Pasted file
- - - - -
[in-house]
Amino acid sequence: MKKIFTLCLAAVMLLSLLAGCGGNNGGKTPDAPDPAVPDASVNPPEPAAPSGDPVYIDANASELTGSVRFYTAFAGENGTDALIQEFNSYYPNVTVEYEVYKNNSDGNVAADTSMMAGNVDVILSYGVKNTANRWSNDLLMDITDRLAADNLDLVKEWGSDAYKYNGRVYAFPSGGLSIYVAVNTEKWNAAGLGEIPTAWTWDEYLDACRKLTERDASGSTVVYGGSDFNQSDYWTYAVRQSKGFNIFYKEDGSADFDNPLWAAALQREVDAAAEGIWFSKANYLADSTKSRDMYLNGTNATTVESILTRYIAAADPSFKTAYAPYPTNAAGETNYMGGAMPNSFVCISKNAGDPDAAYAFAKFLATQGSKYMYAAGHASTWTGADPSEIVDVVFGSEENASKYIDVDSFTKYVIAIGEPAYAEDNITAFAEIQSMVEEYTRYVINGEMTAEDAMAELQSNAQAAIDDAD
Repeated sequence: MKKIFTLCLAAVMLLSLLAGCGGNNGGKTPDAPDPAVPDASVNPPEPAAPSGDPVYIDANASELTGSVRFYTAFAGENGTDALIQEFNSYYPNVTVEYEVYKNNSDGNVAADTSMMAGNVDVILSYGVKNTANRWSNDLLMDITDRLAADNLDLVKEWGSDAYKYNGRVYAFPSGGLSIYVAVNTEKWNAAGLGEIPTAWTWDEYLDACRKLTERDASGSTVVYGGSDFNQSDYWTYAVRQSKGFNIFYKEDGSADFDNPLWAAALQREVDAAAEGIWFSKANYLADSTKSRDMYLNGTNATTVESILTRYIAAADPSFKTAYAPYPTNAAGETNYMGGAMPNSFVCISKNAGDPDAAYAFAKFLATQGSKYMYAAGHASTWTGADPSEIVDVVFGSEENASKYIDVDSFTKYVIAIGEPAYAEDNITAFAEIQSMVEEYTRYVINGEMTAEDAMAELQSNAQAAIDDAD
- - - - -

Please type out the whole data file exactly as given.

[in-house]
Amino acid sequence: MKKIFTLCLAAVMLLSLLAGCGGNNGGKTPDAPDPAVPDASVNPPEPAAPSGDPVYIDANASELTGSVRFYTAFAGENGTDALIQEFNSYYPNVTVEYEVYKNNSDGNVAADTSMMAGNVDVILSYGVKNTANRWSNDLLMDITDRLAADNLDLVKEWGSDAYKYNGRVYAFPSGGLSIYVAVNTEKWNAAGLGEIPTAWTWDEYLDACRKLTERDASGSTVVYGGSDFNQSDYWTYAVRQSKGFNIFYKEDGSADFDNPLWAAALQREVDAAAEGIWFSKANYLADSTKSRDMYLNGTNATTVESILTRYIAAADPSFKTAYAPYPTNAAGETNYMGGAMPNSFVCISKNAGDPDAAYAFAKFLATQGSKYMYAAGHASTWTGADPSEIVDVVFGSEENASKYIDVDSFTKYVIAIGEPAYAEDNITAFAEIQSMVEEYTRYVINGEMTAEDAMAELQSNAQAAIDDAD
Repeated sequence: MKKIFTLCLAAVMLLSLLAGCGGNNGGKTPDAPDPAVPDASVNPPEPAAPSGDPVYIDANASELTGSVRFYTAFAGENGTDALIQEFNSYYPNVTVEYEVYKNNSDGNVAADTSMMAGNVDVILSYGVKNTANRWSNDLLMDITDRLAADNLDLVKEWGSDAYKYNGRVYAFPSGGLSIYVAVNTEKWNAAGLGEIPTAWTWDEYLDACRKLTERDASGSTVVYGGSDFNQSDYWTYAVRQSKGFNIFYKEDGSADFDNPLWAAALQREVDAAAEGIWFSKANYLADSTKSRDMYLNGTNATTVESILTRYIAAADPSFKTAYAPYPTNAAGETNYMGGAMPNSFVCISKNAGDPDAAYAFAKFLATQGSKYMYAAGHASTWTGADPSEIVDVVFGSEENASKYIDVDSFTKYVIAIGEPAYAEDNITAFAEIQSMVEEYTRYVINGEMTAEDAMAELQSNAQAAIDDAD